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Reversing Aging Rapidly
with Short-Term Calorie Restriction

Life Extension Foundation-funded Research Breakthrough Published in the Proceedings of the National Academy of Sciences

An Interview with Stephen R. Spindler, Ph.D.

Stephen R. Spindler, Ph.D. of the Dept. of Biochemistry at the University of California at Riverside (UCR) directs the genechip studies conducted by LifeSpan Genetics.

On Tuesday, Sep. 4th, the Proceedings of the National Academy of Sciences (PNAS) web site features a paper from the laboratory of Dr. Stephen Spindler, who has been probing the life-extending effects of calorie restriction using advanced gene chip technology. (For an explanation of gene chip studies of aging, please see our interview with Drs. Tomas Prolla and Richard Weindruch in the November, 1999 issue of Life Extension Magazine.) Dr. Spindler examined aging changes in the expression of 11,000 genes and the modification of these changes by calorie restriction. The major conclusions from this study are that many of the life extension effects of calorie restriction happen rapidly, and that these effects can be shown not only in young animals, but also in old animals not previously on calorie restriction. Calorie restriction not only slows aging and extends maximum life span, but it partially reverses aging changes as well! On top of that, the fact that calorie restriction acts rapidly means that, for the first time, it is possible to test anti-aging interventions in weeks rather than years, which should drastically accelerate the search for anti-aging treatments. Dr. Spindler, who is a professor at the Department of Biochemistry at the University of California at Riverside and works for a company called LifeSpan Genetics, was interviewed about his results by Dr. Gregory M. Fahy and by Life Extension Foundation founder and president Saul Kent on August 17th, 2001.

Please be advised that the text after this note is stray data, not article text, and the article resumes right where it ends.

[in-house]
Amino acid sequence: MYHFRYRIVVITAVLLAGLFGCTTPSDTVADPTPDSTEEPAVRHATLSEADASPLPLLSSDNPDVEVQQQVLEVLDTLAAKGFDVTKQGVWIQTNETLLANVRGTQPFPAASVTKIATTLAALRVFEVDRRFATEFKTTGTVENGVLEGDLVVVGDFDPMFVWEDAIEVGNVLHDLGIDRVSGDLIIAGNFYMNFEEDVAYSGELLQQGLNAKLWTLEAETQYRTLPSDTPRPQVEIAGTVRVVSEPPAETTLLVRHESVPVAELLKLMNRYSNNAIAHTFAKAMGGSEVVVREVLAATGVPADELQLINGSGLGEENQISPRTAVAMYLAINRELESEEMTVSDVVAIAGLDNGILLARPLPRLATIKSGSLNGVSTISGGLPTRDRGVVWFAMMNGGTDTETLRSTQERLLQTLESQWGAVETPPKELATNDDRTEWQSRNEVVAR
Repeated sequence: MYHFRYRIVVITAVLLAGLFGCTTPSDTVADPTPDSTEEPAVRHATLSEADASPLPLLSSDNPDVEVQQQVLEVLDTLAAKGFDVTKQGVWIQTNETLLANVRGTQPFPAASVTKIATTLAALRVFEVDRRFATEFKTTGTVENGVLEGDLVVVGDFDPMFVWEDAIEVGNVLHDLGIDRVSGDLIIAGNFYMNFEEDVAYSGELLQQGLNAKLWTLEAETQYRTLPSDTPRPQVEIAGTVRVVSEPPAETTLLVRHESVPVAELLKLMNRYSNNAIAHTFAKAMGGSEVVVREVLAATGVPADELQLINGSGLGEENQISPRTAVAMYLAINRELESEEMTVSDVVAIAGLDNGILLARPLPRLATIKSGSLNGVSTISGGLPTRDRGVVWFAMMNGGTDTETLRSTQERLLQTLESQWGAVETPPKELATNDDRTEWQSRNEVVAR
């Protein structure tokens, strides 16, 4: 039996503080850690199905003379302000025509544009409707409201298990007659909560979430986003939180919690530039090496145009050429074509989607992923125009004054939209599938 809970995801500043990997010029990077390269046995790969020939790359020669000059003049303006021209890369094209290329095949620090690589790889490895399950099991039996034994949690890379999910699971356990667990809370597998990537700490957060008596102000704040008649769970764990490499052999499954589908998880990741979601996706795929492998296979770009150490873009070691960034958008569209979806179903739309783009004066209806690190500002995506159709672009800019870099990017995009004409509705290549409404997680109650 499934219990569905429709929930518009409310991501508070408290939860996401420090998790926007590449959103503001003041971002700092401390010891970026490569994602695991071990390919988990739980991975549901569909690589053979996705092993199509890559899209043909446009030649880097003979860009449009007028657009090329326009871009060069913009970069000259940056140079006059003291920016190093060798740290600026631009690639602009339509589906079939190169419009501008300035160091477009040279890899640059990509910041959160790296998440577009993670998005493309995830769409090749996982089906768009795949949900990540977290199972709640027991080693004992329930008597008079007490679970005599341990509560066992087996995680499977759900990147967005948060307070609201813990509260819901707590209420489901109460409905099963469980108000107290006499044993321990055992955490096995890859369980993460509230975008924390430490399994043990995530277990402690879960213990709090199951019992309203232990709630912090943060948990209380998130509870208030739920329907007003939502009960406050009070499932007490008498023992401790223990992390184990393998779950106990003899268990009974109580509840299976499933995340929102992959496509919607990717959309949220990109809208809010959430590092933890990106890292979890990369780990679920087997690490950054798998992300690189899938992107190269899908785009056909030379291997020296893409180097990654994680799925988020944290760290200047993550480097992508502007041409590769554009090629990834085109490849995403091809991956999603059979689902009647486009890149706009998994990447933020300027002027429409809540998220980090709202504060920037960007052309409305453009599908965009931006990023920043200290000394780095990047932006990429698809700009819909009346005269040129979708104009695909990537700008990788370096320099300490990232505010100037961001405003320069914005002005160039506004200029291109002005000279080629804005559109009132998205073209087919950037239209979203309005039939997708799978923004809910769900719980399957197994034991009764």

Life Extension: Dr. Spindler, what is the essence of your new observations, which are just coming out in PNAS?

Stephen Spindler: I think the conclusion you can reach from the paper is that even in very old animals, caloric restriction will very rapidly produce most of the gene expression effects that you see in long-term calorie-restricted animals. That means, I think, that even in the short-term, older people may be able to benefit rapidly from switching to a calorically-restricted diet, and that fits with some of the information that has been in the literature for years. For instance, type II diabetics improve when they start under-eating. Their blood glucose levels improve. Their insulin sensitivity improves. Their general health improves, even before the fat mass, for instance, is depleted. So, there have been some hints that underfeeding could produce positive effects rather rapidly, but this research that we are publishing shows this for the first time, directly, using gene expression profiles as biomarkers for the effects of caloric restriction.

L.E.: Are you the first to actually look at the biological effects of calorie restriction using gene chips?

S.S.: No, the first studies were done by Drs. Richard Weindruch and Tomas Prolla at the University of Wisconsin. Our interest has been the rapid effects. We are interested in the transition from one state to the other. Our contribution here has been looking at how rapidly the effects of caloric restriction are established in animals that have been allowed to eat almost all that they wanted for their entire lives, like most people do.

L.E.: Could you please describe how the short-term calorie restriction experiment was actually done?